Big Mac Last Resort for Compensation Claimants
Now more than ever, proper consideration needs to be given when deciding whether to commence proceedings in the Workers Compensation Commission to have an injured worker’s level of permanent impairment determined.
After a workplace injury, an injured worker may be required to undergo an assessment of their level of permanent impairment. This process involves a suitably qualified Independent Medical Examiner (IME) conducting an assessment, reviewing the medical evidence and providing their opinion on the worker’s injuries.
The IME will attribute a percentage to any permanent impairment suffered by an injured worker. These assessments may be at the request of the worker’s compensation insurer or the worker’s legal representative.
An injured worker’s level of permanent impairment not only determines their entitlement to claim lump sum compensation for their injuries, but also determines how long they will be entitled to claim statutory benefits from the workers compensation insurer including medical and treatment related expenses as well as weekly payments when an injured worker is partially or totally incapacitated for work.
When disputes arise in relation to a worker’s level of impairment, often the avenue is to lodge proceedings in the Workers Compensation Commission. The Commission then allocates an Approved Medical Specialist (AMS) to assess the worker’s injuries and provide a Medical Assessment Certificate (MAC) setting out a binding assessment of the injured worker’s level of impairment.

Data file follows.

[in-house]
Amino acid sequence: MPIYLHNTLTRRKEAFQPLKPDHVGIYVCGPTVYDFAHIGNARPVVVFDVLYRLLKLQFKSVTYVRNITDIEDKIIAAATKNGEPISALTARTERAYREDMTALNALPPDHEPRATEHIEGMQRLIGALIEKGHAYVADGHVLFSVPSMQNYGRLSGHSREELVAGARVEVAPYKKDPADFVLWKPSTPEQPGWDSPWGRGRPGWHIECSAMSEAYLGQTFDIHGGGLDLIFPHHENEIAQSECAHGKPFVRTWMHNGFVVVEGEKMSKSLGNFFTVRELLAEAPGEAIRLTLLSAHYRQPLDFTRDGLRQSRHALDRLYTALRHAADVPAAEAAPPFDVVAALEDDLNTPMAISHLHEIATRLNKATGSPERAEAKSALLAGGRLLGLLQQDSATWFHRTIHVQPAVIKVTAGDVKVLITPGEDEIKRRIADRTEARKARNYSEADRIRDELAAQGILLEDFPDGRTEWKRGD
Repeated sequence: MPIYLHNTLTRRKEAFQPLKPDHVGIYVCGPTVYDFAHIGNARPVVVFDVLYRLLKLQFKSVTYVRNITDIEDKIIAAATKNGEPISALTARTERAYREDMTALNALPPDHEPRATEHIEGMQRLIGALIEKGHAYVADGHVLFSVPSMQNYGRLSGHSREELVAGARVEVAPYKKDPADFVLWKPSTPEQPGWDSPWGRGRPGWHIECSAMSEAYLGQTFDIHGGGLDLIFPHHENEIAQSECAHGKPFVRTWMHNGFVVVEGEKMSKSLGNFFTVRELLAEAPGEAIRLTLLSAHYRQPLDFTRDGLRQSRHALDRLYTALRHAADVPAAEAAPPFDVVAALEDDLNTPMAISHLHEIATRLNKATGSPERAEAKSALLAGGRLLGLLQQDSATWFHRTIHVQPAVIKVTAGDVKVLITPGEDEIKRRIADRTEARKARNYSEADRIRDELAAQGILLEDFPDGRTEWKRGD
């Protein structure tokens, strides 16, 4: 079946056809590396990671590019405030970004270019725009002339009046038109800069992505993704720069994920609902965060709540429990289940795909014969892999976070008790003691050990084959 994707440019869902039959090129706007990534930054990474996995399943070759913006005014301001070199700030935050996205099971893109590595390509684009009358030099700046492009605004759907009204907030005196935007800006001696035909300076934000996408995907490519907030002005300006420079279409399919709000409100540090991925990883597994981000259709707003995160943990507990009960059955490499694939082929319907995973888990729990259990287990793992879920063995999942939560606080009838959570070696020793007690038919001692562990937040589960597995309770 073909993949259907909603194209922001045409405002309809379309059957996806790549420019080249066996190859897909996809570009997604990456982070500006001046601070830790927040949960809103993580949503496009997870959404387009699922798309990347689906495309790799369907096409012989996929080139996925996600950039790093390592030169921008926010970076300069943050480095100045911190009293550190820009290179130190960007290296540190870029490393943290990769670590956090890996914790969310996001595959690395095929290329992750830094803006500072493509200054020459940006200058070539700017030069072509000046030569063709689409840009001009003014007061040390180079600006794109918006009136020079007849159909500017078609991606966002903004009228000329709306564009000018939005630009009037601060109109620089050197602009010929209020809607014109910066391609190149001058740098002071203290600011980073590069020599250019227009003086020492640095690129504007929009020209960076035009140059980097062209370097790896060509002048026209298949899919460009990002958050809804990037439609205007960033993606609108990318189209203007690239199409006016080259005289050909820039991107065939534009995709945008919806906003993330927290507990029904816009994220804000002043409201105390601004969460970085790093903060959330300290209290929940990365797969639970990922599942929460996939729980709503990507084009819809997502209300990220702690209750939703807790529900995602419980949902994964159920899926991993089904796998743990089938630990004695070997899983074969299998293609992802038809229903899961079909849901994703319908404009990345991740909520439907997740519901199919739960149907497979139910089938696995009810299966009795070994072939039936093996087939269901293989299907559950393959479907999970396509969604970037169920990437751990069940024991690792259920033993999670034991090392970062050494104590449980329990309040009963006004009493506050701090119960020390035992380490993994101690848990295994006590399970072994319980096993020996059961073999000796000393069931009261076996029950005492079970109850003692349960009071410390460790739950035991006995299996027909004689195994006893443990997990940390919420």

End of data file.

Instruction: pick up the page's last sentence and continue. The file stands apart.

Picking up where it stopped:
The Commission has recently confirmed that injured workers are only entitled to one MAC in their lifetime.
Obtaining a binding MAC early in the life of a claim may be detrimental to an injured worker and their ongoing entitlements so it is important that injured workers are aware that if they have their level of impairment determined by an AMS early on, this avenue for dispute resolution will never be available to them again in the future.
In circumstances where an injured worker has obtained a MAC and the workers compensation insurer later decides to dispute the worker’s level of impairment, the injured worker will have limited avenues available to dispute the insurer’s decision.
Therefore significant consideration needs to be given to the ramifications a binding decision can have on a worker and their ongoing entitlements under the scheme.
It is impossible to know how the life of a claim will unfold for an injured worker but proceeding to an AMS should be the last resort after all other avenues have been considered and exhausted.